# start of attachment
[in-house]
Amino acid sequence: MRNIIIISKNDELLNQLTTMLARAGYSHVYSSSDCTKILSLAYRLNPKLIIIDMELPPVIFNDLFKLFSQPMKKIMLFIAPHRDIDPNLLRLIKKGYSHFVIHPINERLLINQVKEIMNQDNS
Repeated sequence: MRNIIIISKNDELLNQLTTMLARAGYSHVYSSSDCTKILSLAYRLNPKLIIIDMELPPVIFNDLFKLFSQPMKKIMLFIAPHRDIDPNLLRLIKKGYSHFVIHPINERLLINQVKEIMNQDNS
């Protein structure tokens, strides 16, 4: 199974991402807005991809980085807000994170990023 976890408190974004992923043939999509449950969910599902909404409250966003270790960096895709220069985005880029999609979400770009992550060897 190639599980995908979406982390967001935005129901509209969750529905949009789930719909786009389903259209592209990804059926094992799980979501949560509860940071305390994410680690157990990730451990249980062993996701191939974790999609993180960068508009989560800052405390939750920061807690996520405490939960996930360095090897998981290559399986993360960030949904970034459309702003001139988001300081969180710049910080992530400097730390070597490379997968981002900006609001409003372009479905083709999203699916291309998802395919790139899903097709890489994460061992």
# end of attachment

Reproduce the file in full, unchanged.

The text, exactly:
[in-house]
Amino acid sequence: MRNIIIISKNDELLNQLTTMLARAGYSHVYSSSDCTKILSLAYRLNPKLIIIDMELPPVIFNDLFKLFSQPMKKIMLFIAPHRDIDPNLLRLIKKGYSHFVIHPINERLLINQVKEIMNQDNS
Repeated sequence: MRNIIIISKNDELLNQLTTMLARAGYSHVYSSSDCTKILSLAYRLNPKLIIIDMELPPVIFNDLFKLFSQPMKKIMLFIAPHRDIDPNLLRLIKKGYSHFVIHPINERLLINQVKEIMNQDNS
């Protein structure tokens, strides 16, 4: 199974991402807005991809980085807000994170990023 976890408190974004992923043939999509449950969910599902909404409250966003270790960096895709220069985005880029999609979400770009992550060897 190639599980995908979406982390967001935005129901509209969750529905949009789930719909786009389903259209592209990804059926094992799980979501949560509860940071305390994410680690157990990730451990249980062993996701191939974790999609993180960068508009989560800052405390939750920061807690996520405490939960996930360095090897998981290559399986993360960030949904970034459309702003001139988001300081969180710049910080992530400097730390070597490379997968981002900006609001409003372009479905083709999203699916291309998802395919790139899903097709890489994460061992």